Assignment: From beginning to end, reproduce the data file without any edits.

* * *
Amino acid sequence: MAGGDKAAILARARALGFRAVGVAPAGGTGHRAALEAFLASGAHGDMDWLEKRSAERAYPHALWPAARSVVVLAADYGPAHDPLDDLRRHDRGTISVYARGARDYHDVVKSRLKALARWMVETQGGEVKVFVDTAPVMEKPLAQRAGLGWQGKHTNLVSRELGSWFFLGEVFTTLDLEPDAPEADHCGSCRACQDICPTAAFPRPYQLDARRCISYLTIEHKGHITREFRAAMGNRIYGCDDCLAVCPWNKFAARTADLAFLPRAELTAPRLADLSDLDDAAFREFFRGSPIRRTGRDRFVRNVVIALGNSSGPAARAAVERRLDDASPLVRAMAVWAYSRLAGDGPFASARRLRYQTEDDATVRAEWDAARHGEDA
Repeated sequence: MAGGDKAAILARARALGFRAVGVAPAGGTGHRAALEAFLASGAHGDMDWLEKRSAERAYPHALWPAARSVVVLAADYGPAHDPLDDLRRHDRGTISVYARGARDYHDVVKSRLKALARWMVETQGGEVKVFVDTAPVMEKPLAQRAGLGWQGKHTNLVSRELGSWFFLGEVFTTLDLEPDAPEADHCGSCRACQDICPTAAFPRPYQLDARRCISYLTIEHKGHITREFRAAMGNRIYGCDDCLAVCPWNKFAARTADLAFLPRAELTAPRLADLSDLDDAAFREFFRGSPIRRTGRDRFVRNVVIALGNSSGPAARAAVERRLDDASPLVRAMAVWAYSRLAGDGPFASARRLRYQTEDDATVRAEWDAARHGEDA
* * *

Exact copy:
Amino acid sequence: MAGGDKAAILARARALGFRAVGVAPAGGTGHRAALEAFLASGAHGDMDWLEKRSAERAYPHALWPAARSVVVLAADYGPAHDPLDDLRRHDRGTISVYARGARDYHDVVKSRLKALARWMVETQGGEVKVFVDTAPVMEKPLAQRAGLGWQGKHTNLVSRELGSWFFLGEVFTTLDLEPDAPEADHCGSCRACQDICPTAAFPRPYQLDARRCISYLTIEHKGHITREFRAAMGNRIYGCDDCLAVCPWNKFAARTADLAFLPRAELTAPRLADLSDLDDAAFREFFRGSPIRRTGRDRFVRNVVIALGNSSGPAARAAVERRLDDASPLVRAMAVWAYSRLAGDGPFASARRLRYQTEDDATVRAEWDAARHGEDA
Repeated sequence: MAGGDKAAILARARALGFRAVGVAPAGGTGHRAALEAFLASGAHGDMDWLEKRSAERAYPHALWPAARSVVVLAADYGPAHDPLDDLRRHDRGTISVYARGARDYHDVVKSRLKALARWMVETQGGEVKVFVDTAPVMEKPLAQRAGLGWQGKHTNLVSRELGSWFFLGEVFTTLDLEPDAPEADHCGSCRACQDICPTAAFPRPYQLDARRCISYLTIEHKGHITREFRAAMGNRIYGCDDCLAVCPWNKFAARTADLAFLPRAELTAPRLADLSDLDDAAFREFFRGSPIRRTGRDRFVRNVVIALGNSSGPAARAAVERRLDDASPLVRAMAVWAYSRLAGDGPFASARRLRYQTEDDATVRAEWDAARHGEDA